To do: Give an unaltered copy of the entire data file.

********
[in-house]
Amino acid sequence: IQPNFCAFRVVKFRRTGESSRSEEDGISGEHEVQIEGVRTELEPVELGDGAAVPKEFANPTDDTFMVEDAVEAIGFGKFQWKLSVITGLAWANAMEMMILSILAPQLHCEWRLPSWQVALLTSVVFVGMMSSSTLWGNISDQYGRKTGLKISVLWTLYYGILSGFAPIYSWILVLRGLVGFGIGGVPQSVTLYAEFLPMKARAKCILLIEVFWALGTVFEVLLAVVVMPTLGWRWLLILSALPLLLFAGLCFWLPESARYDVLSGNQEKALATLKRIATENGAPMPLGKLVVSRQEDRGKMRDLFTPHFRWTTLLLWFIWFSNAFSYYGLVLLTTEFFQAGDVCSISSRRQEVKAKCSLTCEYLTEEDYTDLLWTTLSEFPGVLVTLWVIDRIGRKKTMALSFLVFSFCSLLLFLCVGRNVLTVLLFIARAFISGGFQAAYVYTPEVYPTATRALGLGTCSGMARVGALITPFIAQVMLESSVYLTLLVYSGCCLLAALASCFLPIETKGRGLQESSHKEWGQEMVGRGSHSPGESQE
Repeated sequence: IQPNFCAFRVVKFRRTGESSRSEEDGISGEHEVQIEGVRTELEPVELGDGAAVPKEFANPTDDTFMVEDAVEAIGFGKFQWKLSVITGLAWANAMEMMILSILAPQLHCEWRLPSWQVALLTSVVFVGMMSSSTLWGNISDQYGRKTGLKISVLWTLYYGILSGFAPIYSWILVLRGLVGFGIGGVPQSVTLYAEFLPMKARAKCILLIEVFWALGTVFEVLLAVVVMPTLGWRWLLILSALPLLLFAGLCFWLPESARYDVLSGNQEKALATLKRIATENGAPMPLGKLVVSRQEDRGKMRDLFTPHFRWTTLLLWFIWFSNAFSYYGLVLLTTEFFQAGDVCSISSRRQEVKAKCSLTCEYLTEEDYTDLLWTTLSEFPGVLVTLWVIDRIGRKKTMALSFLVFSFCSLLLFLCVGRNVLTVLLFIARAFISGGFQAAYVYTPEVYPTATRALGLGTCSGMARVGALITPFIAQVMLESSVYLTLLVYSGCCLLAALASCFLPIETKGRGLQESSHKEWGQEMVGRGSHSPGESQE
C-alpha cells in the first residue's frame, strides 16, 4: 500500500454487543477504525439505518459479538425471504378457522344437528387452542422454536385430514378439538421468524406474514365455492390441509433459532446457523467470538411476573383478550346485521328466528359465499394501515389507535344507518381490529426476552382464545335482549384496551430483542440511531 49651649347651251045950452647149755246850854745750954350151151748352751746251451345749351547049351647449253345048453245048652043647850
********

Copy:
[in-house]
Amino acid sequence: IQPNFCAFRVVKFRRTGESSRSEEDGISGEHEVQIEGVRTELEPVELGDGAAVPKEFANPTDDTFMVEDAVEAIGFGKFQWKLSVITGLAWANAMEMMILSILAPQLHCEWRLPSWQVALLTSVVFVGMMSSSTLWGNISDQYGRKTGLKISVLWTLYYGILSGFAPIYSWILVLRGLVGFGIGGVPQSVTLYAEFLPMKARAKCILLIEVFWALGTVFEVLLAVVVMPTLGWRWLLILSALPLLLFAGLCFWLPESARYDVLSGNQEKALATLKRIATENGAPMPLGKLVVSRQEDRGKMRDLFTPHFRWTTLLLWFIWFSNAFSYYGLVLLTTEFFQAGDVCSISSRRQEVKAKCSLTCEYLTEEDYTDLLWTTLSEFPGVLVTLWVIDRIGRKKTMALSFLVFSFCSLLLFLCVGRNVLTVLLFIARAFISGGFQAAYVYTPEVYPTATRALGLGTCSGMARVGALITPFIAQVMLESSVYLTLLVYSGCCLLAALASCFLPIETKGRGLQESSHKEWGQEMVGRGSHSPGESQE
Repeated sequence: IQPNFCAFRVVKFRRTGESSRSEEDGISGEHEVQIEGVRTELEPVELGDGAAVPKEFANPTDDTFMVEDAVEAIGFGKFQWKLSVITGLAWANAMEMMILSILAPQLHCEWRLPSWQVALLTSVVFVGMMSSSTLWGNISDQYGRKTGLKISVLWTLYYGILSGFAPIYSWILVLRGLVGFGIGGVPQSVTLYAEFLPMKARAKCILLIEVFWALGTVFEVLLAVVVMPTLGWRWLLILSALPLLLFAGLCFWLPESARYDVLSGNQEKALATLKRIATENGAPMPLGKLVVSRQEDRGKMRDLFTPHFRWTTLLLWFIWFSNAFSYYGLVLLTTEFFQAGDVCSISSRRQEVKAKCSLTCEYLTEEDYTDLLWTTLSEFPGVLVTLWVIDRIGRKKTMALSFLVFSFCSLLLFLCVGRNVLTVLLFIARAFISGGFQAAYVYTPEVYPTATRALGLGTCSGMARVGALITPFIAQVMLESSVYLTLLVYSGCCLLAALASCFLPIETKGRGLQESSHKEWGQEMVGRGSHSPGESQE
C-alpha cells in the first residue's frame, strides 16, 4: 500500500454487543477504525439505518459479538425471504378457522344437528387452542422454536385430514378439538421468524406474514365455492390441509433459532446457523467470538411476573383478550346485521328466528359465499394501515389507535344507518381490529426476552382464545335482549384496551430483542440511531 49651649347651251045950452647149755246850854745750954350151151748352751746251451345749351547049351647449253345048453245048652043647850